clock menu more-arrow no yes mobile

Filed under:

Cowboys continue to prove they are a terrible team in 31-24 loss to Bears

Just when you think it couldn’t get any worse . . .

Dallas Cowboys v Chicago Bears
Another struggling quarterback was far too much for the Cowboys to handle.
Photo by Dylan Buell/Getty Images

The Dallas Cowboys desperately needed a win over the Chicago Bears. Instead, they just became more desperate to figure out what has gone wrong this season after dropping another hugely disappointing game 31-24. And it wasn’t as close as the score looks, with a meaningless touchdown with only 4:29 left in the game and a field goal with only eight seconds on the clock reducing the margin of loss. That field goal was to set up an onside kick, and the desperation move predictably failed, which was in tune with the overall performance.

This game had a depressing sense of deja vu. The Cowboys received the ball (after winning the toss) and had a very strong drive, going 75 yards after the touchback to cap it off with a two yard Ezekiel Elliott run. Dak Prescott made some key throws, and Blake Jarwin had a couple of catches to extend drives as Dallas was four for four on third downs during the drive. But the wheels promptly came off, as the Cowboys would have two three and outs before Brett Maher missed a 42 yard field goal attempt after the offense finally showed some life, including Elliott’s longest run of the season for 31 yards. Meanwhile, the defense was just horrible, repeatedly letting Mitchell Trubisky keep drives alive with his legs as well as making a lot of very good throws. When he wasn’t moving the ball, the Bears running backs were, and once again the tackling was atrocious, with plays that could have been stopped getting the yards needed to move the sticks. Chicago put up 17 unanswered points before halftime, and would have the ball first after the intermission.

Things got no better for the Cowboys, as Chicago marched right down the field, including another play where three Dallas defenders had a shot to stop Cordarrelle Patterson short of the sticks, but just whiffed to let him get 33 yards. A defensive holding call on third down in the red zone would set Chicago up to push the lead to 24-7, and the rout was on. It would have been even worse had Jourdan Lewis not made a great interception on the one yard line to keep the Bears from scoring on their first possession of the game, but the Cowboys could do nothing with it and saw the Bears get their first touchdown after the punt gave Chicago great field position at their own 49.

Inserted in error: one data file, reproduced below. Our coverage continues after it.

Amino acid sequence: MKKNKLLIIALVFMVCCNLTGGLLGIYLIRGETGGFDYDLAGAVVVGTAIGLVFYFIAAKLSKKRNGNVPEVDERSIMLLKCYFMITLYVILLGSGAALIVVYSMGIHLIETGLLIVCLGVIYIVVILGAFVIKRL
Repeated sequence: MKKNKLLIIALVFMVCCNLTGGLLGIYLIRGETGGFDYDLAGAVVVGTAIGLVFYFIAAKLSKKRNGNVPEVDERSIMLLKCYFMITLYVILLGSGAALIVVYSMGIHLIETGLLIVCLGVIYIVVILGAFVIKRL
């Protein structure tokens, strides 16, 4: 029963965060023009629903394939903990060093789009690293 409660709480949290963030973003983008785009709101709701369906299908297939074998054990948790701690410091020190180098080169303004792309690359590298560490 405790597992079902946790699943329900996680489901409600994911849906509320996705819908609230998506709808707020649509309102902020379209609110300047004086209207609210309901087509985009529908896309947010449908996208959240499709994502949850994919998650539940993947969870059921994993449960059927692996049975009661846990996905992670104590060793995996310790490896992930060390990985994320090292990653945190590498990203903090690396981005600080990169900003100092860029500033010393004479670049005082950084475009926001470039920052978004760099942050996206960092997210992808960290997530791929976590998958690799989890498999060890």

This Cowboys team didn’t just get beaten. It is beaten. Prescott was off on just about all his throws, even when he completed them. Nothing really worked offensively once they got past the opening script. The defense made another shaky quarterback look like an All-Pro. And the special teams let the Bears improve their field position on punts while doing little to help when the ball was coming to them, with Brett Maher contributing both the missed field goal and putting the kickoff after the Cowboys’ second touchdown out of bounds to help the Bears.

It was truly a team effort in the worst way. This is the second time in a row when the Cowboys needed to put their best effort on the field to get this season back on track, and for the second time they looked like they shouldn’t even have six wins. The sidelines looked shell-shocked. One camera shot of Sean Lee was absolutely telling, as he looked like a man who had no answers or ideas. It was fitting, as the defense almost never was able to get off the field.

The way this team has now put a very strong drive on the field to start a game only to totally come apart the rest of the way is nothing short of sickening. After those four third down conversions to start things, the Cowboys would not convert another in the first quarter. Or the second. Or the third. Not until there was only 5:20 left in the game would they convert again, and by then, it was academic.